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Bailey’s Beautiful Bronze Raven

July 20, 2015

Here’s a great gift idea for children: boredom. As in, no external stimulation—no phones, no Internet, no TV, no amplified music, no friends for a while. No scheduled lessons, no practice, no church group, no athletic contests. What will they do?

They will have to develop their own stimulation, their own sources of contentment. No passive entertainment, no slot-machine-style stimulation of tapping buttons and swiping screens.

There is the gift—the capacity to be fully engaged in the world of one’s own accord. (I’ve met many young people in Salida who have been given this gift.)

I will say one joy working at the library has been that library staff members have had this capacity in diverse ways.

Even though he has shown his art in the library before, and even before he began working at the library, people are still surprised to learn Bailey Escapule the Artist is the same Bailey behind the circulation desk.

Instead of leaving you to your own devices, Bailey may have helped you negotiate a digital device, perhaps putting an audiobook on your smartphone or an ebook on your Kindle.

And others have known Bailey as a painter but have only just come to find out he was first a sculptor. There is a beautiful bronze raven on the circulation desk as part of his show, and nobody can resist touching it.

Bailey also made the life-size bronze sculpture of Dr. Leonardi that greets you as you enter the hospital. But the market for bronzes is perhaps even more uncertain than for oil paintings, and so Bailey is also a painter.

His subjects often come from his extensive travels. Bailey and R have traveled the world (I eat almost every day with chopsticks from Vietnam, a gift from them), and usually with just a backpack each. Near or far, Bailey will sometimes carry a painting kit for plein air sessions, as he did recently walking the Camino de Santiago in Spain.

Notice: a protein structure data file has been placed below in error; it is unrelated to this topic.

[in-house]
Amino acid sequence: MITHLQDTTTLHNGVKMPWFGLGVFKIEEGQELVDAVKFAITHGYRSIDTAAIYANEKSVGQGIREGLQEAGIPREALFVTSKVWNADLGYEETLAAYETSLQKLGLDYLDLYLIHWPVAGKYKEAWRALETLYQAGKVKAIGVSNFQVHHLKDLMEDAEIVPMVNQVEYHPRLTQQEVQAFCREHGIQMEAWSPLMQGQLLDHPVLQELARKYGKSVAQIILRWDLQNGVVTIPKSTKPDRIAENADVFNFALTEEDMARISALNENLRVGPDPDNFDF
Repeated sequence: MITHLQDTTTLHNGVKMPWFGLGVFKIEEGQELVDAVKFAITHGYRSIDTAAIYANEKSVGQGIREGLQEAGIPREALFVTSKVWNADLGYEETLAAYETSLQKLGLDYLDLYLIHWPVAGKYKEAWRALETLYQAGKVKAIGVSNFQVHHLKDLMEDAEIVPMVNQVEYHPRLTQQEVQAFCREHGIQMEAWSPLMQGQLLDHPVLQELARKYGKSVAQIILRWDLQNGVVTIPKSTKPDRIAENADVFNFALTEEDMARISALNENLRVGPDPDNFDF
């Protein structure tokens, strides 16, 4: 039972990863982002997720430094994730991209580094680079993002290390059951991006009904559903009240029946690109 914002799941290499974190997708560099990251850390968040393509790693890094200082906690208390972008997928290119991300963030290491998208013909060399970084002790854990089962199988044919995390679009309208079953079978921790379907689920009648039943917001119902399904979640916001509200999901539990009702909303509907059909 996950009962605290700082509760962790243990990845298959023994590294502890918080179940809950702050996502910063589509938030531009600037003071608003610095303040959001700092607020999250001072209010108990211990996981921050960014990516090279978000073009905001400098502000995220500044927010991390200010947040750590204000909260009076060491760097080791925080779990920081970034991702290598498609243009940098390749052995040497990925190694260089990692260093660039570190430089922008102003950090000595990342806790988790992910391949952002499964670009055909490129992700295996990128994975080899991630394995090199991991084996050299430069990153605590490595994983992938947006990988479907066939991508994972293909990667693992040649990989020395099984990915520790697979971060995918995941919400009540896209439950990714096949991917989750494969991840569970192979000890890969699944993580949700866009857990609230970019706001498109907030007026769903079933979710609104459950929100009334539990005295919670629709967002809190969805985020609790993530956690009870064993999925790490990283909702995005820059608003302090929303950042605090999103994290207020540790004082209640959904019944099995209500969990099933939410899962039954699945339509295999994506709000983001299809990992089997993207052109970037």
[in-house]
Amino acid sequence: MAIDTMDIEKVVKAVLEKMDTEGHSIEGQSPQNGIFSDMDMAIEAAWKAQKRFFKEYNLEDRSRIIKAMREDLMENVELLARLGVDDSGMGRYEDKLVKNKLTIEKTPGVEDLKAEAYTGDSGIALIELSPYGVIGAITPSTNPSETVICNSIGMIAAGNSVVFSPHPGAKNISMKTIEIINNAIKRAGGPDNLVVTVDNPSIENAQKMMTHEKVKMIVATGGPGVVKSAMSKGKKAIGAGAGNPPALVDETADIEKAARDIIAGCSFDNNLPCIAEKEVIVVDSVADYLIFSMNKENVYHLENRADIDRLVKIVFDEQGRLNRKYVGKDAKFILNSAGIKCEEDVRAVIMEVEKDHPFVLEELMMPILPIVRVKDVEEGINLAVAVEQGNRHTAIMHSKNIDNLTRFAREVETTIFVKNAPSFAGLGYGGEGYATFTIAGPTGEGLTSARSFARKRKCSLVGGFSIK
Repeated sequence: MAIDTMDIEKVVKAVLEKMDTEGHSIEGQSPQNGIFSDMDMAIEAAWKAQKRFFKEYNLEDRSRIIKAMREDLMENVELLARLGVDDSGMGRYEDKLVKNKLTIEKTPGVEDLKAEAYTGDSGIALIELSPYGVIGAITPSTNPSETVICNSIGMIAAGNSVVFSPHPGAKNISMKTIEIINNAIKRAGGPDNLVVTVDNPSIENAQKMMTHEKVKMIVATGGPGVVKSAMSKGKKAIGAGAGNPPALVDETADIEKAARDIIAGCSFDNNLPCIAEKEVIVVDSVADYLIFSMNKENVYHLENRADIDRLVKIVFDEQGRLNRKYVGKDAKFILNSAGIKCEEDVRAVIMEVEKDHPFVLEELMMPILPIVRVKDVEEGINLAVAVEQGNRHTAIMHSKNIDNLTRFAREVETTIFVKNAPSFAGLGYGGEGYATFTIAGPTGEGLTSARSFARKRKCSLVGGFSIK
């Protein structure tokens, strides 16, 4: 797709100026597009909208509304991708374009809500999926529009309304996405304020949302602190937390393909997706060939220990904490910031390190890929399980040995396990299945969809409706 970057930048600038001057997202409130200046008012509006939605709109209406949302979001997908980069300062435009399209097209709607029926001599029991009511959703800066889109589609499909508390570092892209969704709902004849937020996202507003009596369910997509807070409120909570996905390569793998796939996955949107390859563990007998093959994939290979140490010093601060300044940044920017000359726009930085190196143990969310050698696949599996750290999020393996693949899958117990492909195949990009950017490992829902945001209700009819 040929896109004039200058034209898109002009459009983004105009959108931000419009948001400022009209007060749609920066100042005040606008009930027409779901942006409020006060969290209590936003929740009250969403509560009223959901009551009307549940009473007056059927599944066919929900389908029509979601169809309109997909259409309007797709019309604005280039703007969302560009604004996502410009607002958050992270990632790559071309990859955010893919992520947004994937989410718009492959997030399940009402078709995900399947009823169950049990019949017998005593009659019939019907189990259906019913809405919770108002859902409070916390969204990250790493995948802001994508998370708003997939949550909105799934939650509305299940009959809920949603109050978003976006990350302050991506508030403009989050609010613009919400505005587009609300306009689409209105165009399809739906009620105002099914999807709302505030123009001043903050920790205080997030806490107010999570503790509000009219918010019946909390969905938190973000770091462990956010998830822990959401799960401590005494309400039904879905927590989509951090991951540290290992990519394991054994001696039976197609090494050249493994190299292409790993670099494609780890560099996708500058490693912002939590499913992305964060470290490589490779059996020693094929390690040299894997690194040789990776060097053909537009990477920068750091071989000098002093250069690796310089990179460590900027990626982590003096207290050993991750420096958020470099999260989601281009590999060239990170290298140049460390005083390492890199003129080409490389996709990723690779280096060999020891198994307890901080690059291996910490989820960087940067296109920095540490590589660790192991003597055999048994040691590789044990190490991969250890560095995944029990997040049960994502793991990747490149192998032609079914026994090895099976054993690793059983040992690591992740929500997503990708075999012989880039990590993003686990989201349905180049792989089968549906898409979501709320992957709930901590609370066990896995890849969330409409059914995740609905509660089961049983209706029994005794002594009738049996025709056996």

When L and I were camping once with Bailey and R, the beautiful view at one point included Bailey standing in it with a portable easel, brush in hand. I don’t think he was just avoiding our company but rather was doing something many of us romanticize, such that the image of an artist in a landscape is almost more appealing than the landscape itself.

You might guess that as a sculptor Bailey enjoys figure painting, but surely that includes wildlife and other animals, such as “The Nanny,” showing a mother and baby goat under a tree. There’s“Gallo,” a chicken, as well as a horse, a calf. The show includes landscapes, too, from the broad view of “Above Maroon Bells” to a closer look at aspen trunks in a grassy grove.

His human subjects in this show are from, I think, Oaxaca and Guatemala. It makes sense that Bailey would travel. He comes from a foreign land—southeast Arizona around Tombstone. A strange place. Six generations of Escapules have lived there since the 1870s.

The show includes the artist’s bio but also an alternative bio by R, which points out that Bailey began his art at age two with the medium of crayon and proceeded from there. This is a valid start to a career, and it’s definitely one of the options parents might offer children for down time or periods of scheduled boredom.

Scrap paper and a box of crayons, or oil and canvas, are all one needs to see the world anew.


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